Question 4 – was the claimant’s conduct such that it should either be deprived of costs on the grounds of conduct or if ordered to pay costs, should any such award be on the indemnity basis as claimed by the fifth party?  The fifth party, it should be explained at this point, had only been brought in as a result of the claim on which the claimant wholly failed.  The Judge rejected the submission that that particular claim was “weak, thin and to some degree speculative” (a ground for indemnity costs since Three Rivers [2006] EWHC 816 (Comm)).  He held that he could not so find in the absence of evidence that the claimant was ignoring the views of its experts or knew or ought to have known that they were wrong or needed further investigation.  It had taken a trial to establish that the submissions of the defendant and fifth party were correct. 
Question 5 – Part 36 offer.  As we have seen, the Judge took the view that the decision not to accept the defendant’s Part 36 offer while it was still on the table was unreasonable.  On that basis he held that the defendant should get its costs of the issues covered by the offer from 21 days after the offer.  However, when coming on to consider the further question whether the decision was so unreasonable as to justify an award of indemnity costs, he held that it was not unreasonable in such a high degree as to justify such an award.  Although it was now clear that the claim was neither as strong nor as valuable as had been assumed, it was still a viable case which, if successful, would have resulted in a substantial award of damages.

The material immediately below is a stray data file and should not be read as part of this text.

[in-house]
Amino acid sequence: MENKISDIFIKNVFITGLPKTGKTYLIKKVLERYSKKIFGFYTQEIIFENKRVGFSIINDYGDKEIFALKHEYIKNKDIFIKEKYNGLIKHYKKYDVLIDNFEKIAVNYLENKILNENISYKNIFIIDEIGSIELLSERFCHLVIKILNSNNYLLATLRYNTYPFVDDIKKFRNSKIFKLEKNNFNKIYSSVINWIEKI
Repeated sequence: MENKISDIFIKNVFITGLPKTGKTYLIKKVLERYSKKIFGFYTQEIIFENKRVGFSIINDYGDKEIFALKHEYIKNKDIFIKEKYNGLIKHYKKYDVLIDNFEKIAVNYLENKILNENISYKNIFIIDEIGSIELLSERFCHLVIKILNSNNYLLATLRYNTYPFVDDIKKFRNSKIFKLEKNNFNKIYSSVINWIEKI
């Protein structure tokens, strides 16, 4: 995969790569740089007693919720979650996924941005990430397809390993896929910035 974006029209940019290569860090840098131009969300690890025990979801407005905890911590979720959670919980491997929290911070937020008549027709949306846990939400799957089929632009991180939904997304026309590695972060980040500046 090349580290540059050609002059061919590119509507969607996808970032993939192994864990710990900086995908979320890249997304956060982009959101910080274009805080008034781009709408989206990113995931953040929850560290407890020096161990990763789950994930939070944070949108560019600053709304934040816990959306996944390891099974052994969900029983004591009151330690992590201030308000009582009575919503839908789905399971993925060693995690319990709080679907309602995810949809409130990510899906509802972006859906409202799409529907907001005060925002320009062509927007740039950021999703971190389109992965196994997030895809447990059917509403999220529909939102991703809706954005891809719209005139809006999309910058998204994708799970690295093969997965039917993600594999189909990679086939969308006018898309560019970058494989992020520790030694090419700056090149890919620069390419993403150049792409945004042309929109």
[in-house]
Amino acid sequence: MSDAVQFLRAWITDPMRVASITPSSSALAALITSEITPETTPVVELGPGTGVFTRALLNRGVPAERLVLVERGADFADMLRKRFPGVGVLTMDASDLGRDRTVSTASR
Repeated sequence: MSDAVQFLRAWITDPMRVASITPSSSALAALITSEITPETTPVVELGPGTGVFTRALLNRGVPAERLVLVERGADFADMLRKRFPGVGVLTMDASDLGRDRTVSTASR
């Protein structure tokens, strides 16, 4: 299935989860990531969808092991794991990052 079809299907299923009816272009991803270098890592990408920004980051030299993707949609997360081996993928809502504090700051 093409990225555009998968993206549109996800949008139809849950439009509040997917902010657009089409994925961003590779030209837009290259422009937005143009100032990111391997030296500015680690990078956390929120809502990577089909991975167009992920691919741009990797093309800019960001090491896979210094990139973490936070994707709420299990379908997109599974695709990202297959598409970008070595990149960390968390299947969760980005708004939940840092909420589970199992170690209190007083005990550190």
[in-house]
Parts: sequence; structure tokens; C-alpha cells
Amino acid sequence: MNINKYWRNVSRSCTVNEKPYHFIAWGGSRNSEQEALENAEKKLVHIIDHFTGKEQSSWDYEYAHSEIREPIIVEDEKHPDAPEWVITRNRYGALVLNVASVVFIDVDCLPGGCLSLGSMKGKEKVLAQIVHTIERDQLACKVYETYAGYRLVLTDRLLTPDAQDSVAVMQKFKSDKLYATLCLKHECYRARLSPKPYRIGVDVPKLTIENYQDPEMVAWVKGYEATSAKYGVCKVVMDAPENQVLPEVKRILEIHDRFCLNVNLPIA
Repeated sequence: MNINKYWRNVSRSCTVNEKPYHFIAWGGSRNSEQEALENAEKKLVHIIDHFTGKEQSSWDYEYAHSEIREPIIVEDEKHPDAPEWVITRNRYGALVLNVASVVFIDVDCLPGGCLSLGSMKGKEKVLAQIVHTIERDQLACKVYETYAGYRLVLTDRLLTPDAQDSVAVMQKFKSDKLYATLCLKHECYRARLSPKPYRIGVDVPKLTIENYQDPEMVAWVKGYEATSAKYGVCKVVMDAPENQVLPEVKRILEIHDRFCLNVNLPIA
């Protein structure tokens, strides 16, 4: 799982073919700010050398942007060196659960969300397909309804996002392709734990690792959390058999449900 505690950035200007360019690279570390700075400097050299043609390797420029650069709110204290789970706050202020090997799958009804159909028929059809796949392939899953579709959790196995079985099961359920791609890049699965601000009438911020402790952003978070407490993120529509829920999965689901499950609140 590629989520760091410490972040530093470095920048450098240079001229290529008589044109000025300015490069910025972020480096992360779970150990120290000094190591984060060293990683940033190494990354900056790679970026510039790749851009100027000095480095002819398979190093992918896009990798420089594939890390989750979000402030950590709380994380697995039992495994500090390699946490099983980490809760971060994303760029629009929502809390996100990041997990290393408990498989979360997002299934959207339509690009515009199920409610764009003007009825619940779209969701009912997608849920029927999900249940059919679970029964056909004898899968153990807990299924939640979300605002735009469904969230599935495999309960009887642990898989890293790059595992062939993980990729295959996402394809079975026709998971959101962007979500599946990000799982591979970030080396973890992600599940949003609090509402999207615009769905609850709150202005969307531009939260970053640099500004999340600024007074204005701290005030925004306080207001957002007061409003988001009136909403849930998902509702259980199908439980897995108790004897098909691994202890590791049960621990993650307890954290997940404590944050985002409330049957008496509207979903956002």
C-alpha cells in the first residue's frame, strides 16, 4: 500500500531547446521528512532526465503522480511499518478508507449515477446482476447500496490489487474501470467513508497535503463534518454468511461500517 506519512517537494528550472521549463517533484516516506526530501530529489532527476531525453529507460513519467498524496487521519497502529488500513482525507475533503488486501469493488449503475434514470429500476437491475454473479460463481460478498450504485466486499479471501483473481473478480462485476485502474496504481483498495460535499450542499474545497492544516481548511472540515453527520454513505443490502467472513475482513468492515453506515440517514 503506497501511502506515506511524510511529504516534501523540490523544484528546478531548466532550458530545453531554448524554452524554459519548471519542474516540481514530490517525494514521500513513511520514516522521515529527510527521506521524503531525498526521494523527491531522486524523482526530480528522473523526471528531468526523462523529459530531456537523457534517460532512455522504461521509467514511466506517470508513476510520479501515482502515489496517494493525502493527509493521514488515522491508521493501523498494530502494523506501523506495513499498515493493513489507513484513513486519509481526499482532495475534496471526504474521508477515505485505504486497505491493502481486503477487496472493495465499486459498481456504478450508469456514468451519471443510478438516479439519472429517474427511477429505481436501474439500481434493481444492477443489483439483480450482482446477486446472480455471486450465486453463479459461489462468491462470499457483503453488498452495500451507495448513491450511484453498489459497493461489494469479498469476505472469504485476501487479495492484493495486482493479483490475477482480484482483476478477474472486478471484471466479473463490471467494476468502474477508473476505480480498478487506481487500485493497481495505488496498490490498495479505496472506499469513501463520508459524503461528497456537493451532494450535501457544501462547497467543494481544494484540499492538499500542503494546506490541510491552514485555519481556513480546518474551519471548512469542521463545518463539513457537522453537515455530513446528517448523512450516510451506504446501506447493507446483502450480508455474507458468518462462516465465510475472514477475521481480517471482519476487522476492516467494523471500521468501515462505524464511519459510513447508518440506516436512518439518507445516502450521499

Question 6 – what order should be made?  The claimant should get 80% of its costs down to 21 days after the offer, the reduction reflecting the extent of the issues on which the claimant had failed.  The defendant should get 80% of its costs thereafter.  The reduction here was because there was one substantial issue (the tram doors) on which no offer had ever been made and on which the claimant succeeded at trial. The Judge reduced the award to the defendant by deducting the defendant’s costs of that issue and setting-off a further sum for the claimant’s costs of the same issue.   His approach to calculating these costs was interesting.  He estimated that about 20% of the costs had been incurred on this issue and, as each side had similar levels of budgeted costs, if a straight line approach had been adopted he would have reduced the defendant’s award by 40% (20% for its own costs and 20% as a set-off for the claimant’s).  However rather than looking at the budgets for the actual case he considered the sum that he would have approved by way of budget had the tram doors been the only claim and made a deduction of 20% (10% + 10%).